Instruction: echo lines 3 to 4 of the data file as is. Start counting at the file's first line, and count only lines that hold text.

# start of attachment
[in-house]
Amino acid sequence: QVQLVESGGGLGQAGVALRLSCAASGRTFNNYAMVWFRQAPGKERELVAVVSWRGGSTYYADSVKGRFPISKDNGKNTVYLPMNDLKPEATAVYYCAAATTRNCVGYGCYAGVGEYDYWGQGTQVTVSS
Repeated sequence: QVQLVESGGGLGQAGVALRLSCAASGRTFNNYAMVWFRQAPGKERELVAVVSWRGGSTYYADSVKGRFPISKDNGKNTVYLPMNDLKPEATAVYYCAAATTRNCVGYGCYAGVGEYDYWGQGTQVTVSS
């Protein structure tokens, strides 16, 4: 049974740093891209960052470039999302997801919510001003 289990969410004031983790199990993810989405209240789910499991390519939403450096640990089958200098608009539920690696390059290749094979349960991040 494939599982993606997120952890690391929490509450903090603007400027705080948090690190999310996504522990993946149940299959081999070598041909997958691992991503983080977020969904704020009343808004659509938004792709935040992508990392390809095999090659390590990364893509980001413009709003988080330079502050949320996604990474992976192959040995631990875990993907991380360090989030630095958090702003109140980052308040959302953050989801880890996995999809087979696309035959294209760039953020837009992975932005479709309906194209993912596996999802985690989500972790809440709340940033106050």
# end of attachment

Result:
Repeated sequence: QVQLVESGGGLGQAGVALRLSCAASGRTFNNYAMVWFRQAPGKERELVAVVSWRGGSTYYADSVKGRFPISKDNGKNTVYLPMNDLKPEATAVYYCAAATTRNCVGYGCYAGVGEYDYWGQGTQVTVSS
């Protein structure tokens, strides 16, 4: 049974740093891209960052470039999302997801919510001003 289990969410004031983790199990993810989405209240789910499991390519939403450096640990089958200098608009539920690696390059290749094979349960991040 494939599982993606997120952890690391929490509450903090603007400027705080948090690190999310996504522990993946149940299959081999070598041909997958691992991503983080977020969904704020009343808004659509938004792709935040992508990392390809095999090659390590990364893509980001413009709003988080330079502050949320996604990474992976192959040995631990875990993907991380360090989030630095958090702003109140980052308040959302953050989801880890996995999809087979696309035959294209760039953020837009992975932005479709309906194209993912596996999802985690989500972790809440709340940033106050």